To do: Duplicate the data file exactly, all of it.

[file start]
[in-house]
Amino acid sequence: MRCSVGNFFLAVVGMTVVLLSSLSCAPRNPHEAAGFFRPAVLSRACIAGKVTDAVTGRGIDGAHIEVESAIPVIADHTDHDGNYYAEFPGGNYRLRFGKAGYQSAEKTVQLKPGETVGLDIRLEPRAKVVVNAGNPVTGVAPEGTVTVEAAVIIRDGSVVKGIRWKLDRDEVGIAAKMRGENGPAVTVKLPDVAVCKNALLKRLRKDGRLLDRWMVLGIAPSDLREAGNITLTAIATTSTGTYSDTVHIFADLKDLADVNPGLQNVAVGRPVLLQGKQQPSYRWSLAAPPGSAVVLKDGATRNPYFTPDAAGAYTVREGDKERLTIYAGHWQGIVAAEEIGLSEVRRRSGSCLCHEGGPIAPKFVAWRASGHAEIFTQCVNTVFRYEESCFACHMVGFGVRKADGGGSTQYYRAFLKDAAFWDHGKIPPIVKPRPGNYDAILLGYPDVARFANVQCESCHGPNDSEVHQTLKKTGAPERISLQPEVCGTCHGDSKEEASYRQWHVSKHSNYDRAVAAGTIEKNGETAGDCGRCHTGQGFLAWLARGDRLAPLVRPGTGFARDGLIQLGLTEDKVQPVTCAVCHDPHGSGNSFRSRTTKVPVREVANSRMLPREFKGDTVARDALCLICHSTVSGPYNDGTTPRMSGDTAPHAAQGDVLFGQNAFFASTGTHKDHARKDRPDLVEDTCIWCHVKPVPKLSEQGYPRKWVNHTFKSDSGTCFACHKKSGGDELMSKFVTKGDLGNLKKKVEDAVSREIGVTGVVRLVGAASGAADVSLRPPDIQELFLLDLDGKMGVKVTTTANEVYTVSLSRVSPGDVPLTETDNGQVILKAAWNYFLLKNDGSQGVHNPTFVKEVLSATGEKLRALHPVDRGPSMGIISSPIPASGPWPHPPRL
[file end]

[in-house]
Amino acid sequence: MRCSVGNFFLAVVGMTVVLLSSLSCAPRNPHEAAGFFRPAVLSRACIAGKVTDAVTGRGIDGAHIEVESAIPVIADHTDHDGNYYAEFPGGNYRLRFGKAGYQSAEKTVQLKPGETVGLDIRLEPRAKVVVNAGNPVTGVAPEGTVTVEAAVIIRDGSVVKGIRWKLDRDEVGIAAKMRGENGPAVTVKLPDVAVCKNALLKRLRKDGRLLDRWMVLGIAPSDLREAGNITLTAIATTSTGTYSDTVHIFADLKDLADVNPGLQNVAVGRPVLLQGKQQPSYRWSLAAPPGSAVVLKDGATRNPYFTPDAAGAYTVREGDKERLTIYAGHWQGIVAAEEIGLSEVRRRSGSCLCHEGGPIAPKFVAWRASGHAEIFTQCVNTVFRYEESCFACHMVGFGVRKADGGGSTQYYRAFLKDAAFWDHGKIPPIVKPRPGNYDAILLGYPDVARFANVQCESCHGPNDSEVHQTLKKTGAPERISLQPEVCGTCHGDSKEEASYRQWHVSKHSNYDRAVAAGTIEKNGETAGDCGRCHTGQGFLAWLARGDRLAPLVRPGTGFARDGLIQLGLTEDKVQPVTCAVCHDPHGSGNSFRSRTTKVPVREVANSRMLPREFKGDTVARDALCLICHSTVSGPYNDGTTPRMSGDTAPHAAQGDVLFGQNAFFASTGTHKDHARKDRPDLVEDTCIWCHVKPVPKLSEQGYPRKWVNHTFKSDSGTCFACHKKSGGDELMSKFVTKGDLGNLKKKVEDAVSREIGVTGVVRLVGAASGAADVSLRPPDIQELFLLDLDGKMGVKVTTTANEVYTVSLSRVSPGDVPLTETDNGQVILKAAWNYFLLKNDGSQGVHNPTFVKEVLSATGEKLRALHPVDRGPSMGIISSPIPASGPWPHPPRL